Collaboration between retailers, suppliers and third-party service providers is key to all players thriving in an ever-evolving market.
Since early 2020, while the word ‘disruption’ has been used ad nauseam to describe the impact of Covid-19 across most facets of everyday life, the term has been particularly apt in describing the effect of the pandemic on the supermarket sector, says Strikeforce Category & Insights Manager Stephen Wilson.
“No one will ever forget the empty shelves, panic buying and the enormity of maintaining supply of basic yet essential grocery items that was endured,” he says.
“As we move towards 2023 and beyond, it’s imperative that every player involved in the supermarket value chain, from primary producers through to merchandisers, play their part to ensure that brands are on-shelf and readily available for purchase.”
Central to a prosperous future for the supermarket sector is alignment between retailers and suppliers underpinned by a meaningful, actionable and collaborative approach.
Adyen Country Manager ANZ Hayley Fisher says strong retailer-supplier relationships have always been part of the sector’s foundation of supply chain management. However, the pandemic brought a dramatic shift in control from retailers to consumers.
“Consumer preferences changed, and they started to expect the same high-quality experience across all channels,” she says. “As a result, suppliers and retailers have needed to better collaborate and share information to exceed customer expectations.
“This reimagined shopping experience now requires suppliers and retailers to integrate their channels into single platforms, like unified commerce, and use technology to connect with one another in real time. With unified commerce, the retail industry can better forecast, reduce costs, streamline inventory, and fulfil orders faster,” says Ms Fisher.
Salesforce Area Vice President, Retail and Consumer Goods Jo Gaines says the past two years have highlighted retail supply chains and reinforced the importance of fostering stronger collaboration with suppliers to meet customer expectations for fast, frictionless and connected experiences.
“To achieve this requires having systems in place that create a single view of your external relationships, including suppliers, where collaboration and communication is key,” she says. “It’s also about empowering your suppliers with the right tools to work with you at their best.”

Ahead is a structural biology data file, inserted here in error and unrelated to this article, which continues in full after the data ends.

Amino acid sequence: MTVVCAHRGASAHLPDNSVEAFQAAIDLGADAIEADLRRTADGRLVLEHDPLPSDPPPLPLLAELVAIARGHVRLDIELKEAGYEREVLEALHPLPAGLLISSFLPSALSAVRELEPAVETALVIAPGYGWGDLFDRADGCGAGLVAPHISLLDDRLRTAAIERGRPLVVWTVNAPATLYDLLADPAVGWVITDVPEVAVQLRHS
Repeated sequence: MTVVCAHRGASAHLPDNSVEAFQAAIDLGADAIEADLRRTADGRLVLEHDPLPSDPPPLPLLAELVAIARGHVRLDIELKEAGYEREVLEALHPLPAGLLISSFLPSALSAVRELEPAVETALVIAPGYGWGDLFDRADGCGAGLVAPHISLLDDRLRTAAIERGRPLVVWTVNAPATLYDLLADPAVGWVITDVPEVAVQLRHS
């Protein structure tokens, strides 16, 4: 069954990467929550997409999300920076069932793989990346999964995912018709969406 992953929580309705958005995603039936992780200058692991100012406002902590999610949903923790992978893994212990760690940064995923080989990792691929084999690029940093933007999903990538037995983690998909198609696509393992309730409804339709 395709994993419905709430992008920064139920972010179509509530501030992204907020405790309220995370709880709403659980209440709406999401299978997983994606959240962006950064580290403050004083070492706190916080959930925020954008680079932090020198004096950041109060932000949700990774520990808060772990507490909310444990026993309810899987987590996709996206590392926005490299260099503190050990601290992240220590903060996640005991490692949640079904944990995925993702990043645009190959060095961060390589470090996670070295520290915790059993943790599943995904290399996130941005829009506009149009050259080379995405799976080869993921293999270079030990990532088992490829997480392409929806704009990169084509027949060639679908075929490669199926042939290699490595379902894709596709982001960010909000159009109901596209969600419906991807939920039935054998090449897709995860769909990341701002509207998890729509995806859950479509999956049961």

If retailers and suppliers don’t collaborate with one another, it can impact the customer experience. For example, without collaboration, retailers can’t receive insights and communicate stock shortages or shipping delays to their customers.
“This leaves shoppers with unfulfilled orders, who may then switch to another brand,” Ms Gaines says. “In fact, our research found 40 per cent of [surveyed] shoppers say it only takes two bad experiences for them to abandon a brand.”
Covid-disrupted shopping behaviour has reiterated the importance of collaboration. Households in some cases are shopping less frequently in-store or have adopted click and collect and on-line ordering and delivery to their doorstep as their preferred method of grocery shopping.
“Suppliers have less opportunity to engage with shoppers in-store, increasing the importance of ensuring availability both on-shelf at the fixture but also at off-located promotional displays on the shopper’s journey around the store,” Mr Wilson says.
“This is where specialist third parties, like Strikeforce, become integral to supporting both suppliers and retailers in their quest to secure a fair share of sales and maintain and grow brand equity.
“Collaboration between all parties is highly desirable to deliver well planned and thought-out strategies, and optimise sales and margin capture, while at the same time delivering on shopper expectations,” Mr Wilson says.
Read more about Sales & Marketing in the May issue of Retail World.